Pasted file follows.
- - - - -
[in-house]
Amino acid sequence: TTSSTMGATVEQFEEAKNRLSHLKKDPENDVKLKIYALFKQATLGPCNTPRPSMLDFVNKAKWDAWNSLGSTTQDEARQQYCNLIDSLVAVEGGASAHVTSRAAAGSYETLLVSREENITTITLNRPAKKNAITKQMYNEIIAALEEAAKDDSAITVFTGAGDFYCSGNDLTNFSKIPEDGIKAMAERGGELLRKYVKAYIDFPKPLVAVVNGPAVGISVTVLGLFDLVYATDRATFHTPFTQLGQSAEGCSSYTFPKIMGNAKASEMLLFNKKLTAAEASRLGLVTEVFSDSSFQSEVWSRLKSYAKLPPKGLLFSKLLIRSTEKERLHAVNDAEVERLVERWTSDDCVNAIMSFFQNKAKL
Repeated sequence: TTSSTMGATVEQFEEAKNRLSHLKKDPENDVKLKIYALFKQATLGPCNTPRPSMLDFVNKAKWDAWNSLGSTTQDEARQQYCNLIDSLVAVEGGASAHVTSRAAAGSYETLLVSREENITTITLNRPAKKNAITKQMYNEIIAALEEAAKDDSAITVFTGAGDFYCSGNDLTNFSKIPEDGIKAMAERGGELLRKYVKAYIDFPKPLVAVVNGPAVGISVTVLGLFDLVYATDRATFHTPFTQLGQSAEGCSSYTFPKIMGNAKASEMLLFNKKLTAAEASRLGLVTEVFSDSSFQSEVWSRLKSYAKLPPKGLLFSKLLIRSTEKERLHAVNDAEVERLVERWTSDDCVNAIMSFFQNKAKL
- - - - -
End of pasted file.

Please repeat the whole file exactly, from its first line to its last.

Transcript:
[in-house]
Amino acid sequence: TTSSTMGATVEQFEEAKNRLSHLKKDPENDVKLKIYALFKQATLGPCNTPRPSMLDFVNKAKWDAWNSLGSTTQDEARQQYCNLIDSLVAVEGGASAHVTSRAAAGSYETLLVSREENITTITLNRPAKKNAITKQMYNEIIAALEEAAKDDSAITVFTGAGDFYCSGNDLTNFSKIPEDGIKAMAERGGELLRKYVKAYIDFPKPLVAVVNGPAVGISVTVLGLFDLVYATDRATFHTPFTQLGQSAEGCSSYTFPKIMGNAKASEMLLFNKKLTAAEASRLGLVTEVFSDSSFQSEVWSRLKSYAKLPPKGLLFSKLLIRSTEKERLHAVNDAEVERLVERWTSDDCVNAIMSFFQNKAKL
Repeated sequence: TTSSTMGATVEQFEEAKNRLSHLKKDPENDVKLKIYALFKQATLGPCNTPRPSMLDFVNKAKWDAWNSLGSTTQDEARQQYCNLIDSLVAVEGGASAHVTSRAAAGSYETLLVSREENITTITLNRPAKKNAITKQMYNEIIAALEEAAKDDSAITVFTGAGDFYCSGNDLTNFSKIPEDGIKAMAERGGELLRKYVKAYIDFPKPLVAVVNGPAVGISVTVLGLFDLVYATDRATFHTPFTQLGQSAEGCSSYTFPKIMGNAKASEMLLFNKKLTAAEASRLGLVTEVFSDSSFQSEVWSRLKSYAKLPPKGLLFSKLLIRSTEKERLHAVNDAEVERLVERWTSDDCVNAIMSFFQNKAKL